Cycling in the Balance: A Talk with Michele Acquarone

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(Note:  Michele Acquarone directed the Giro d’Italia for Italian sports company RCS Sport until he was unceremoniously dismissed December 3, as a result of the on-going financial investigations at RCS.  Acquarone has vigorously and consistently maintained that he had no knowledge of the financial irregularities; he hopes to stay in pro cycling, in some capacity, and have an important impact on its future.  Steve Maxwell caught up with Acquarone in mid-December and talked about new business models for cycling, and the detailed economic and structural recommendations in the Roadmap to Repair Pro Cycling report. Regardless of Acquarone’s future role in pro cycling, there is no doubt that he brings a business-like, energetic and innovative voice to the sport.)

Former Giro d’Italia boss Michele Acquarone looks at cycling from a businessman’s perspective.   Unburdened by a long history in cycling, or a “this is the way we’ve always done it” bias, he can think outside the box, and is helping to inspire a new look at future directions for the sport.   He starts from an eager and optimistic perspective, but he’s not worried about calling things the way he sees them.  “Compared to other sports, the revenues for cycling are tiny.  But we have one of the biggest sporting events in the world – we must grow our revenues!  Every day of my life, I am thinking of how we can do that,” he says.

On the one hand, Acquarone says it’s pretty simple – if we want more revenue, then we have to figure out how to get more fans. Fans and revenues are inextricably linked.  When Acquarone was heading the Giro, he developed an approach called Fan Engagement Management (FEM) which he credits for the rapid recent growth in the Giro. “Look at Manchester United or Real Madrid – they have millions of Facebook fans, whereas the most popular cycling team – Team Sky – has what, maybe 300,000?  How many followers does Chris Froome have – maybe 100,000?  Rafael Nadal and Roger Federer have more than 12 million!” With these kinds of numbers, it’s no wonder that big global sponsors like Nike and Adidas – which invest millions in other sports – aren’t very interested in cycling.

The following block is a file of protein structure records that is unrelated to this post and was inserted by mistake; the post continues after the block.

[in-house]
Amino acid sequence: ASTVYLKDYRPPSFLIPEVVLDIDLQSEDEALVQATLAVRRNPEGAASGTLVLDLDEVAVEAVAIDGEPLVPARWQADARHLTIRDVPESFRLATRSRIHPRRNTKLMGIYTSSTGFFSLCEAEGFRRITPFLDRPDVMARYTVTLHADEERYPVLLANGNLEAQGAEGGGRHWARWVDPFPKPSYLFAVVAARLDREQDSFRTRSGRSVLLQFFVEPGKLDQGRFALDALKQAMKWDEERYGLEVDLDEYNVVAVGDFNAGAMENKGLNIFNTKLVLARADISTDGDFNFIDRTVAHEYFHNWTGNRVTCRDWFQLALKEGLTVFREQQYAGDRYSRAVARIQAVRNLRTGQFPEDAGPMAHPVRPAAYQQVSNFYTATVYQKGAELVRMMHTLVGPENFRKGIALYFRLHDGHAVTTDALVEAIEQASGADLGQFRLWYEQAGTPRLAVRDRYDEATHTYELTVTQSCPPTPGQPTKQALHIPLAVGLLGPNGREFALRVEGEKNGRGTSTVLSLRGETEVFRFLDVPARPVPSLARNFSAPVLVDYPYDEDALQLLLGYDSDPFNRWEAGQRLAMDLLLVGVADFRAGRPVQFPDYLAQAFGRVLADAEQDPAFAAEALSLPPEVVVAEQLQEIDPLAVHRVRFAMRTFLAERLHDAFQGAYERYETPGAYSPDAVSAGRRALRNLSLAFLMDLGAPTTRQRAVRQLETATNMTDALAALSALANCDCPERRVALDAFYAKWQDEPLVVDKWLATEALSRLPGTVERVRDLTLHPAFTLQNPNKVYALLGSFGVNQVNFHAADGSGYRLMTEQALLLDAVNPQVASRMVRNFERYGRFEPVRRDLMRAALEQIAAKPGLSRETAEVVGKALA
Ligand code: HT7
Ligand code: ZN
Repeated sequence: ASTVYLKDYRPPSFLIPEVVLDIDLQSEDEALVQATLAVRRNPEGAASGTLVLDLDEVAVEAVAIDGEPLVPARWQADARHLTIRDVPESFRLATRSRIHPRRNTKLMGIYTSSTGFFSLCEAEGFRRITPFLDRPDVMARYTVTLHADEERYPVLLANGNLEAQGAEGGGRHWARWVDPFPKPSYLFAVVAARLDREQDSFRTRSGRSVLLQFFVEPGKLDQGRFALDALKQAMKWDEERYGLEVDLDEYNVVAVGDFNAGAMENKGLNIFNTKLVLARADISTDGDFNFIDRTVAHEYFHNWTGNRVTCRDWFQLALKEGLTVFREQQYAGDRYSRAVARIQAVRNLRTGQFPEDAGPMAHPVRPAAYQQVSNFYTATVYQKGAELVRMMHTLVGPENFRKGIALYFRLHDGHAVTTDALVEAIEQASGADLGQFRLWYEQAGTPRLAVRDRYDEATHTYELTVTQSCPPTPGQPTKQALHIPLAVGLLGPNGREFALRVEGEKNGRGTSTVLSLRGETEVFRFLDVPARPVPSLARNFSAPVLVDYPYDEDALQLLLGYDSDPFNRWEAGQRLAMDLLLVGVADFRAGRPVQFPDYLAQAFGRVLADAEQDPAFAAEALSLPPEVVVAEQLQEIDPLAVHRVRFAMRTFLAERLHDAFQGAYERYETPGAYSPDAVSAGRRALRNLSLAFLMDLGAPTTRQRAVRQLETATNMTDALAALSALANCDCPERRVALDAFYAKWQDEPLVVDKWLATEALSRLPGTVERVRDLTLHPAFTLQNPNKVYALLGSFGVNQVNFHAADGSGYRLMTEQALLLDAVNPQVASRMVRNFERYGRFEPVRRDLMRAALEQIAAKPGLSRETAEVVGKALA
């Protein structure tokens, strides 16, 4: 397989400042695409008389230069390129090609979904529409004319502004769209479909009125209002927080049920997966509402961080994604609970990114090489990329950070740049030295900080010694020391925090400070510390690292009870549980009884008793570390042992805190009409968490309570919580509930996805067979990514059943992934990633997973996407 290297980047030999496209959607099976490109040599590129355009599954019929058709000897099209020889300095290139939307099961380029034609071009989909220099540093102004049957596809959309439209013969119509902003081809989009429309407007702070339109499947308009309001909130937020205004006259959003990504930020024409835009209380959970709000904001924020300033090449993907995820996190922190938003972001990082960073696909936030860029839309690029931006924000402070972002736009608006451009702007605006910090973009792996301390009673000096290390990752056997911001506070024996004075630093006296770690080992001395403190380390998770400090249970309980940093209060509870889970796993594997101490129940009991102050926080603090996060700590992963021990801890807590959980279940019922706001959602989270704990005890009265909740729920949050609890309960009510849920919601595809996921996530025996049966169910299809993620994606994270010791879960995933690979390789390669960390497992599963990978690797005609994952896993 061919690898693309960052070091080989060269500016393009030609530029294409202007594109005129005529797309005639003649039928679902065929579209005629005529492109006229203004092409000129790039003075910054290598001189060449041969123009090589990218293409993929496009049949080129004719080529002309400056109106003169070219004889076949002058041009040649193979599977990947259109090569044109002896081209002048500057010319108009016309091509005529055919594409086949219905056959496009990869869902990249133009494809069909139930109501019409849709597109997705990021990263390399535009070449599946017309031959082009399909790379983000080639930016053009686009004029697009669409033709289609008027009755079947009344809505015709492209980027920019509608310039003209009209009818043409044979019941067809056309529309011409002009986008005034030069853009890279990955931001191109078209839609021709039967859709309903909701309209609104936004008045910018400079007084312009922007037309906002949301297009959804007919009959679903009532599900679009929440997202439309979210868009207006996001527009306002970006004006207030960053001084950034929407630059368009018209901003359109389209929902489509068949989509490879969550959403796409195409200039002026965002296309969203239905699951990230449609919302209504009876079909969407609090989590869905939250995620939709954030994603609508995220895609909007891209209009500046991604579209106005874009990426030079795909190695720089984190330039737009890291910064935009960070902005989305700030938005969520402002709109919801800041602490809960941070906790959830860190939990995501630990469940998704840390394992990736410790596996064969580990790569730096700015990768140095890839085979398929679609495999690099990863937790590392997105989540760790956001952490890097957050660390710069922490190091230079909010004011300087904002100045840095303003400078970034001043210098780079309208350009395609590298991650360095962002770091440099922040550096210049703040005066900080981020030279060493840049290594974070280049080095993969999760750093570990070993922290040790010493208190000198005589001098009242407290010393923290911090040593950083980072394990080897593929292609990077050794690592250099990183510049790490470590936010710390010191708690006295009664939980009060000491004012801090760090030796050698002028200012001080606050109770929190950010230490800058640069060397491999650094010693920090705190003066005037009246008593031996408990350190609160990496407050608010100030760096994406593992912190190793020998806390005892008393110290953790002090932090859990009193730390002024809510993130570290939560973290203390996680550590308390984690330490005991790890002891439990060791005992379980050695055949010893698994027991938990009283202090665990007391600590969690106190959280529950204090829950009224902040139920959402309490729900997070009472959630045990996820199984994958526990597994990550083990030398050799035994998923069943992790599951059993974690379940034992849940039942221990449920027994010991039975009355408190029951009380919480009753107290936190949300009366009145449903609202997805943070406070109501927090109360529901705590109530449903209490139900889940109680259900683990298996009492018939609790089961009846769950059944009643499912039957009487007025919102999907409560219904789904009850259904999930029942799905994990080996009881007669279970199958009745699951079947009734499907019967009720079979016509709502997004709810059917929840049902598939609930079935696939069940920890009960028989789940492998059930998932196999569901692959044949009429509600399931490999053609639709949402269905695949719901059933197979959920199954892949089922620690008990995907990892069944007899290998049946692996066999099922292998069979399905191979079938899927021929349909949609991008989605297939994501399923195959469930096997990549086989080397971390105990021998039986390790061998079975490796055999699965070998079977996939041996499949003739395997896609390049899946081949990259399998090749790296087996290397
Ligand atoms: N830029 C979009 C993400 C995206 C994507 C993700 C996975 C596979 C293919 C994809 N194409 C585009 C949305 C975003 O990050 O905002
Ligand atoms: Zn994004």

On the other hand, he says, “pro cycling is complicated, very complicated.”  There are many attributes of cycling which are different from other sports, and which can be very challenging.  “Ninety-nine percent of people who follow cycling follow individual racers, not teams.  But without teams, there is no professional cycling – we have to make it more of a team sport.”  Second, because cycling events are held on the road, not in a stadium like most other sports, Acquarone points out that cycling has many costs (operations, logistics, complex TV production, etc.) but less revenue (because there are no tickets).  Hence, for cycling it is critical to attract new fans in order to increase revenues from sponsorship and media right.  But in contrast to many people working in and around the sport, Acquarone doesn’t just lament the challenges; he also suggests many possible answers.

Acquarone strongly supports developing ideas for a new business model for cycling – including many of those outlined in the Roadmap to Repair Pro Cycling – particularly the development of a modified franchise system.  This would entail the establishment of permanent franchises at different levels in the sport – one at the top level similar to the present WorldTour, with a couple of lower divisions as well, similar to the model of American professional team sports.  Garmin’s Jonathan Vaughters suggested essentially the same thing to Velo magazine earlier this year, saying “determine permanent franchises, take the heat for that selection – once – and then that’s that.”  Each year, one or two weaker top division teams might drop down to the lower division, or out altogether, while successful second division teams would have an opportunity to move up to the top division. (Think Euskaltel and Europcar this year.)  Eventually the franchises would be made more permanent.

Focusing again on the importance of connecting with fans, Acquarone envisions a day where there would be about 15 World Tour franchises – perhaps three or four each from Europe, North America, Asia and South America, and perhaps one or two from Australia and Africa.  These would be teams with more of a national identity, but with various (and perhaps changing) commercial sponsors – similar to the current model of the Australian Greenedge team.  The riders on these nationally-oriented teams would not necessarily all be from that country, but many of them could be.  In turn, that would help reinforce the national image, and an increasing base of fan awareness and pride.  He cites Sky and MTN-Qhubeka as good examples of teams connecting with their natural fan base.  He sees Garmin as the prototype American team, saying “If I was Team Garmin, I would paste the stars and stripes all over my jersey!”  Again, the general idea here is: a better business model and structure for the sport … more fans… more money…  the sky is the limit.